Simon and Schuster, 2014
YA – Contemporary, Fantasy
Following the death of her boyfriend Reeve, Jam is sent to The Wooden Barn, a boarding school for ‘emotionally fragile, highly intelligent teenagers.’ At first Jam is reluctant – her roommate DJ seems strange, and she just wants time to grieve. But when she gets a place in the coveted and mysterious Special Topics in English class, things change. The five students in the class have traumatic pasts and secrets, and seem to have been randomly selected. They are studying The Bell Jar, Sylvia Plath’s famous autobiographical novel. But when they write in their journals, Jam and her fellow students are transported into their pasts, in an alternate universe they name Belzhar.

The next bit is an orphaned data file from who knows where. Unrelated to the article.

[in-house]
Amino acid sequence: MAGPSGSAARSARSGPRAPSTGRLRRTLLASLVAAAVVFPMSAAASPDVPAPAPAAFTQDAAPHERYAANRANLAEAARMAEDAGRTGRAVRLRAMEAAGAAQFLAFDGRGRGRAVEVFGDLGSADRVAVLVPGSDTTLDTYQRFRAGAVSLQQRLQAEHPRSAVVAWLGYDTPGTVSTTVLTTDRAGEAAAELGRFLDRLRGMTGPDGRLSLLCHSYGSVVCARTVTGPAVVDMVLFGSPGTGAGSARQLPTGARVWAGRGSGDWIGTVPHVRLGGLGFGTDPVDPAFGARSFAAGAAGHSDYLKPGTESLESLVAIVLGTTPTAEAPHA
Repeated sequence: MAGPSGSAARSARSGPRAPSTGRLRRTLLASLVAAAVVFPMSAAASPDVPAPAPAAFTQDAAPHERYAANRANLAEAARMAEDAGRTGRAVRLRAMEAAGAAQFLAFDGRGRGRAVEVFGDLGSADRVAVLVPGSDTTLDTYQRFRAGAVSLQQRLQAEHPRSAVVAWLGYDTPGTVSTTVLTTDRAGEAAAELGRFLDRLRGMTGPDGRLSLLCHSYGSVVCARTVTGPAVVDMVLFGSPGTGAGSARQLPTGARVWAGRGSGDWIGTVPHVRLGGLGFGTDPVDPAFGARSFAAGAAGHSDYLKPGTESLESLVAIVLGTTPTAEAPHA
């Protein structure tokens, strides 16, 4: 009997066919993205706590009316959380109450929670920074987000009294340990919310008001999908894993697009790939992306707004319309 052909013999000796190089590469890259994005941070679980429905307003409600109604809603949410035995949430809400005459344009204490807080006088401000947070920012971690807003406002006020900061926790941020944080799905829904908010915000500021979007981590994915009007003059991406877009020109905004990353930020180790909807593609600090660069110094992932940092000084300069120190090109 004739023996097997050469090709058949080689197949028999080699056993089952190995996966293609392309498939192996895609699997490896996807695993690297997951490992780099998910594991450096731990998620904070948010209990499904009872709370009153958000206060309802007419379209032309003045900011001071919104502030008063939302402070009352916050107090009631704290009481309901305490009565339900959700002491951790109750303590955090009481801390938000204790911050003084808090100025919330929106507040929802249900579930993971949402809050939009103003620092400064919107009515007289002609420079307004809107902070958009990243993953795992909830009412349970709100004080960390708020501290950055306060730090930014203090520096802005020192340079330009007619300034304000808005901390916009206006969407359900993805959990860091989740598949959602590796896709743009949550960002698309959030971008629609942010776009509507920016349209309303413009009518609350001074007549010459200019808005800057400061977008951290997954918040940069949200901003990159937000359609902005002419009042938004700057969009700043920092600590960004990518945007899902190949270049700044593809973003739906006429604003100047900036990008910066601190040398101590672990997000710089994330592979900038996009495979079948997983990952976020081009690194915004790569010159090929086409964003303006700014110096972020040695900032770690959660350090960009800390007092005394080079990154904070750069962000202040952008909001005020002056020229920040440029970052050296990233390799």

Meg Woltizer’s novel is utterly gripping. Her characters are memorable and well written, and their struggles are handled in a sensitive and honest manner. The characters in the Special Topics class are an interesting group, and their growth throughout the novel is moving. It is a book about self-discovery and about accepting the past, which is what Jam eventually learns to do.
I loved Wolitzer’s style of writing, especially this quote:
‘his voice sounded like a lit match being held to the edge of a piece of brittle paper’
The element of mystery makes for a very compelling read, as does Jam’s unreliability as a narrator – there are so many questions for the reader. What is Belzhar? What happened in Jam’s past? And what will happen when the students reach the end of their journals? Belzhar is a compelling and creative book, and one I will definitely be re-reading!
Originally reviewed for LoveReading4Kids. See what the other reviewers thought of Belzhar here.